our way back to budget surpluses and economic prosperity. Without major
spending cuts and entitlement reforms, we will continue running huge
deficits, regardless of what we do on the revenue side.
our unfunded liabilities over the next 75 years total nearly $100
trillion �that�s trillion, with a T. Those liabilities are separate from
our $16 trillion national debt. In the most recent fiscal year, the
federal government spent about $220 billion on interest payments
Under the president�s latest budget proposal, the annual cost of
debt service would reach $804 billion in 2022, an amount greater than
total U.S. defense spending in 2012.
This brings me to my second
point: Four years after taking office, the president still has not given us
a realistic plan for deficit and debt reduction. Last February, his
Treasury secretary told the Republican chairman of the House Budget
Committee: �We�re not coming before you to say we have a definitive
solution to our long-term problem. What we do know is, we don�t like
It�s easy for the president to talk about the need for a
�balanced approach.� But a truly balanced approach would have to include major
spending cuts and entitlement reforms. There�s nothing balanced about
continuing to spend money we don�t have and piling up trillions of
dollars in new debt. If the president is going to claim a mandate for
governing, then he has a responsibility to offer a genuine solution to
America�s fiscal challenges. Until he offers such a plan, his posturing
over the deficit should not be taken seriously.
Texas Times Column*
*November 20:�*A�Message of Thanksgiving
*September 14:**�*Cowtown On The Open Seas: Commissioning
the USS Fort Worth [link 5]
August 29:�*A Texas Town with an
Abundance of Books [link 6]
*August 10:�*Back To School On The Texas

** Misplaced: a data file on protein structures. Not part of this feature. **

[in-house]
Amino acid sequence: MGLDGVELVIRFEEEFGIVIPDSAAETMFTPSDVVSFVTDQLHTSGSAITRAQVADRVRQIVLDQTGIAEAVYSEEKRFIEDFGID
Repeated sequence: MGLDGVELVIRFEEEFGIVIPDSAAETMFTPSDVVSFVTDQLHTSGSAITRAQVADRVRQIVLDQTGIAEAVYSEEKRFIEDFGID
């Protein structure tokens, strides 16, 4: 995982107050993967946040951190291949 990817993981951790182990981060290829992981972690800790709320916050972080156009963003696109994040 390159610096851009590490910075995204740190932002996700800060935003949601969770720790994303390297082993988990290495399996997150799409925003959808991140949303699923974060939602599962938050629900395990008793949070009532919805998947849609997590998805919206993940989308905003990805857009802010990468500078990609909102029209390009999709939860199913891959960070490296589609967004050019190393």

Frontier [link 7]
*July 27:�*Don�t Mess With Texans� Hard-Earned
Success [link 8]
*July 2:�*Remembering The Sacrifices Behind Independence
Day [link 9]
June 15:�*The Hero From Eden, Texas [link 10]
24:� [link 11]*A Bittersweet Trip on the Honor Flight Network [link
May 14:*�Saluting Unsung Heroes: Military Spouses [link
April 30:�*The Hero of Cinco de Mayo [link 14]
the Life and Legacy of Hector P. Garcia [link 15]
Texas Bluebonnet: A Blossom of Renewal [link 16]
November*�28**:�*Cornyn Offers Legislation to Fight National VA Claims
Backlog [link 17]
*November 28:�*Thousands of Ballots Unlikely to
Reach Military Voters [link 18]
November 28**:*�Cornyn Op-Ed: A Road
Map for Real Bipartisan Tax Reform [link 19]
Cornyn Congratulates John Steen On TX Secretary of State Appointment
*November 27:�*Senate Passes Cornyn-Blumenthal Child
Protection Act of 2012 [link 21]
*November 16:�*Cornyn Statement on Tragic
West Texas Train Collision [link 22]
*November 15:*�Cornyn: We
Need the Truth on Benghazi [link 23]
*November 15:�*Sens. Cornyn,
Warner Introduce Resolution Celebrating Diwali [link 24]
14**:�*Cornyn Statement on Sen.-Elect Ted Cruz Selection as NRSC Vice Chair
November 14*:�*Cornyn Statement on Senate Republican
Leadership Elections [link 26]